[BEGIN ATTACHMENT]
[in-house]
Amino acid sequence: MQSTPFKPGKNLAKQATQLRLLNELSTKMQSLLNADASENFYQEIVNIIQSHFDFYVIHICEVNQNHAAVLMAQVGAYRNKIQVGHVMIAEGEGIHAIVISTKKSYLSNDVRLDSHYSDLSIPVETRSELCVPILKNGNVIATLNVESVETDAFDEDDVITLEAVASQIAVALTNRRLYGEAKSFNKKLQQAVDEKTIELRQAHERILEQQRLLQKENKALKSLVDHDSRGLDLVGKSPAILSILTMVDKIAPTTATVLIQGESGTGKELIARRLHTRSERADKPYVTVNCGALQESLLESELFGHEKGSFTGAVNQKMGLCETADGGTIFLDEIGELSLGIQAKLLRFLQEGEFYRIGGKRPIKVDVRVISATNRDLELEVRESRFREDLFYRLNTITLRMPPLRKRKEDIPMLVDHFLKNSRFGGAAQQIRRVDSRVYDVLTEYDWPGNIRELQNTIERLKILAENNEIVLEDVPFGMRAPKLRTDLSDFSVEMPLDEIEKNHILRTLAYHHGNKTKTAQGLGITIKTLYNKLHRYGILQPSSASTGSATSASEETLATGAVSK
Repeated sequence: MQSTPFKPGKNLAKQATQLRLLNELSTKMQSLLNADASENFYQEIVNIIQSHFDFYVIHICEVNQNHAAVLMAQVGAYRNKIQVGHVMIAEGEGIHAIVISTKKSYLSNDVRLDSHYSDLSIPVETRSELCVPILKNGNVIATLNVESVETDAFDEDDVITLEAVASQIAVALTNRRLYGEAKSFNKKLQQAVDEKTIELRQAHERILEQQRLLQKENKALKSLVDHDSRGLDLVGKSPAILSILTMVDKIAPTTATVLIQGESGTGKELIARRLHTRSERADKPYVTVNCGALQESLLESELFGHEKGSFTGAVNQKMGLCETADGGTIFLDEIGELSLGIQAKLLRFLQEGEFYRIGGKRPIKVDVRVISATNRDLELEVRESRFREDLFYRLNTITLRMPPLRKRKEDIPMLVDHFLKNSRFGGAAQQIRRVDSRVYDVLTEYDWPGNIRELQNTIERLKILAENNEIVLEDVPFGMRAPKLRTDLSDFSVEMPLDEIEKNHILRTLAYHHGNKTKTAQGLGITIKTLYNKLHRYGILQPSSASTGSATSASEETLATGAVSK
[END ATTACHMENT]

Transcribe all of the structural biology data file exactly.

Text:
[in-house]
Amino acid sequence: MQSTPFKPGKNLAKQATQLRLLNELSTKMQSLLNADASENFYQEIVNIIQSHFDFYVIHICEVNQNHAAVLMAQVGAYRNKIQVGHVMIAEGEGIHAIVISTKKSYLSNDVRLDSHYSDLSIPVETRSELCVPILKNGNVIATLNVESVETDAFDEDDVITLEAVASQIAVALTNRRLYGEAKSFNKKLQQAVDEKTIELRQAHERILEQQRLLQKENKALKSLVDHDSRGLDLVGKSPAILSILTMVDKIAPTTATVLIQGESGTGKELIARRLHTRSERADKPYVTVNCGALQESLLESELFGHEKGSFTGAVNQKMGLCETADGGTIFLDEIGELSLGIQAKLLRFLQEGEFYRIGGKRPIKVDVRVISATNRDLELEVRESRFREDLFYRLNTITLRMPPLRKRKEDIPMLVDHFLKNSRFGGAAQQIRRVDSRVYDVLTEYDWPGNIRELQNTIERLKILAENNEIVLEDVPFGMRAPKLRTDLSDFSVEMPLDEIEKNHILRTLAYHHGNKTKTAQGLGITIKTLYNKLHRYGILQPSSASTGSATSASEETLATGAVSK
Repeated sequence: MQSTPFKPGKNLAKQATQLRLLNELSTKMQSLLNADASENFYQEIVNIIQSHFDFYVIHICEVNQNHAAVLMAQVGAYRNKIQVGHVMIAEGEGIHAIVISTKKSYLSNDVRLDSHYSDLSIPVETRSELCVPILKNGNVIATLNVESVETDAFDEDDVITLEAVASQIAVALTNRRLYGEAKSFNKKLQQAVDEKTIELRQAHERILEQQRLLQKENKALKSLVDHDSRGLDLVGKSPAILSILTMVDKIAPTTATVLIQGESGTGKELIARRLHTRSERADKPYVTVNCGALQESLLESELFGHEKGSFTGAVNQKMGLCETADGGTIFLDEIGELSLGIQAKLLRFLQEGEFYRIGGKRPIKVDVRVISATNRDLELEVRESRFREDLFYRLNTITLRMPPLRKRKEDIPMLVDHFLKNSRFGGAAQQIRRVDSRVYDVLTEYDWPGNIRELQNTIERLKILAENNEIVLEDVPFGMRAPKLRTDLSDFSVEMPLDEIEKNHILRTLAYHHGNKTKTAQGLGITIKTLYNKLHRYGILQPSSASTGSATSASEETLATGAVSK